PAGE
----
Older women should skip dessert if they want to lose weight long-term
Post-menopausal women face a natural decline in energy levels which makes it harder to shed weightEating fruit and vegetables helps with weight-loss long-term



14:39 GMT, 28 August 2012

Losing weight can be especially tricky for post-menopausal women as they face a natural decline in energy levels.

Simply reducing the number of calories consumed has poor long-term results as dieters cannot sustain their motivation and pile the pounds back on.

But now scientists say there are three
simple rules over-50s should follow to help them slim down: Skip
dessert, lay off meat and cheese and eat more fruit and vegetables.

Denying yourself dessert is more realistic long-term than giving up fried foods

Denying yourself dessert is more realistic long-term than giving up fried foods

Study leader Dr Bethany Barone Gibbs, from the University of Pittsburgh, said a number of factors work against a dieter.

She said: 'Not only does motivation decrease after you start losing weight, there are physiological changes, including a decreased resting metabolic rate. Appetite-related hormones increase.

'Researchers studying the brain are now finding that you have enhanced rewards and increased motivation to eat when you've lost weight.'

So the investigators studied nearly 500 post-menopausal women to see if changes in eating particular foods could make a difference to maintaining weight loss at six months and four years.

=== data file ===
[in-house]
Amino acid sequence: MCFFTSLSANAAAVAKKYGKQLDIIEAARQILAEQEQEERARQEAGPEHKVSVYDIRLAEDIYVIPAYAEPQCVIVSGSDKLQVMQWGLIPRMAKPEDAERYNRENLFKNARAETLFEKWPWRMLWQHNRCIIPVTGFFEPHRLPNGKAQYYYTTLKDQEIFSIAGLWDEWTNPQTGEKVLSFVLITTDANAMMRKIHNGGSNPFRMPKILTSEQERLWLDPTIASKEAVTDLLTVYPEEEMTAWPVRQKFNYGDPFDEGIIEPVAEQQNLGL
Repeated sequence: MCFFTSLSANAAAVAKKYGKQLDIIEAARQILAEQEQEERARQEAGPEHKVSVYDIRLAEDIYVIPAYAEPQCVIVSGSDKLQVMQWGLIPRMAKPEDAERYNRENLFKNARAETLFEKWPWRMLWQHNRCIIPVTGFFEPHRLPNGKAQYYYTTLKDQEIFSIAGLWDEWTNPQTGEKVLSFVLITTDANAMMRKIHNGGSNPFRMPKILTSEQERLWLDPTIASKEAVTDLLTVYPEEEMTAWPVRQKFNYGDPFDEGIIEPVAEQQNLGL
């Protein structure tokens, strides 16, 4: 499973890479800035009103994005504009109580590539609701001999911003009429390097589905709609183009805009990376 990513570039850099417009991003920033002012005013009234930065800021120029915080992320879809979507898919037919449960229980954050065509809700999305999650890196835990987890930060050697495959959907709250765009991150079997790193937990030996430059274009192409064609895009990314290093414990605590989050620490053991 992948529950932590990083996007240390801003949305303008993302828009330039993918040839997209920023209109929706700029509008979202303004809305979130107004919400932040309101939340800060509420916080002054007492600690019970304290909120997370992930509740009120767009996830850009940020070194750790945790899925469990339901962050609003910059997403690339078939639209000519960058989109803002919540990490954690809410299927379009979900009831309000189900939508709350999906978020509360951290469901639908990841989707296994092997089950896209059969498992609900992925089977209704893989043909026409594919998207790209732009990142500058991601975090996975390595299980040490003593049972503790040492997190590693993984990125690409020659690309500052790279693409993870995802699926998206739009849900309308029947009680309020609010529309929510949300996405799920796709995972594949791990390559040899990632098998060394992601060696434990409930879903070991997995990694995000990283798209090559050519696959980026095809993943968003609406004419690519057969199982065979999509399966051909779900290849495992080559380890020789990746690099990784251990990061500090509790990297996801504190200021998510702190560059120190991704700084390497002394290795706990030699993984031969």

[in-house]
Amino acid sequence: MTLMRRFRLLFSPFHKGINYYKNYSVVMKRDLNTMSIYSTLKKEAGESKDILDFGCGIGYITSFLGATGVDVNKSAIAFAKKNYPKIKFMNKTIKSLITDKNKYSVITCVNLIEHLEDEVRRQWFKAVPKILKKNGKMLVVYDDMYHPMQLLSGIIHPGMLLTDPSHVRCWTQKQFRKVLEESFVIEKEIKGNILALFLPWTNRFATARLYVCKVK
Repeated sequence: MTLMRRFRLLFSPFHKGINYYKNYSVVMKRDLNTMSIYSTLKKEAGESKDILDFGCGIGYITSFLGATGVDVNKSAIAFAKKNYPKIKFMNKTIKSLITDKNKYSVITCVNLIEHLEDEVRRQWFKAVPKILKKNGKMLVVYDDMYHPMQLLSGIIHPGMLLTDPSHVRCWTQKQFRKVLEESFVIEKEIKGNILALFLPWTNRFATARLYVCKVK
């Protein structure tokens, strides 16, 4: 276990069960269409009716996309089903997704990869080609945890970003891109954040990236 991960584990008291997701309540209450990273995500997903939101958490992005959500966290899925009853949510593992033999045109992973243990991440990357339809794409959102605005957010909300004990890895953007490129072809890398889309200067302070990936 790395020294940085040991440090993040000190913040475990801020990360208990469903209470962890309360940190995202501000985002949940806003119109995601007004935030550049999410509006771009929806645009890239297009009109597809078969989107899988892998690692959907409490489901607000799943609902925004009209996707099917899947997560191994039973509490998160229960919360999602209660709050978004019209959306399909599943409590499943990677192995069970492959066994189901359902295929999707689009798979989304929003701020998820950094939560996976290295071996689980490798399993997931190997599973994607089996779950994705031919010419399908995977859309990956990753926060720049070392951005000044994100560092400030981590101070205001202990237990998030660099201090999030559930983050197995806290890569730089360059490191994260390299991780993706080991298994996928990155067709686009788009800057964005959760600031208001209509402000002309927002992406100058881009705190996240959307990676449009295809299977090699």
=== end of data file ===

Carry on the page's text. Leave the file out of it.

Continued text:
They found that the eating behaviors
associated with weight loss at six months were eating fewer desserts and
fried foods, drinking fewer sugar-sweetened beverages, and eating at
restaurants less.

Study leader: Dr Bethany Barone Gibbs

Study leader: Dr Bethany Barone Gibbs

However, at four years, just eating fewer desserts and drinking fewer sweet beverages continued to be associated with weight loss or maintenance.

Meanwhile eating more fruits and vegetables and less meat and cheese emerged as long-term ways of controlling weight.

Eating at restaurants declined at four years whether or not subjects lost weight, perhaps due to economic factors not relevant to the study.

Dr Barone Gibbs said eating fewer fried foods may not be sustainable for the long term.

She said: 'People are so motivated when they start a weight loss program. You can say, “I'm never going to eat another piece of pie,” and you see the pounds coming off.

'Eating fruits and vegetables may not make as big a difference in your caloric intake. But that small change can build up and give you a better long-term result, because it's not as hard to do as giving up French fries forever.'

The research is published in the September issue of Journal of the Academy of Nutrition and Dietetics.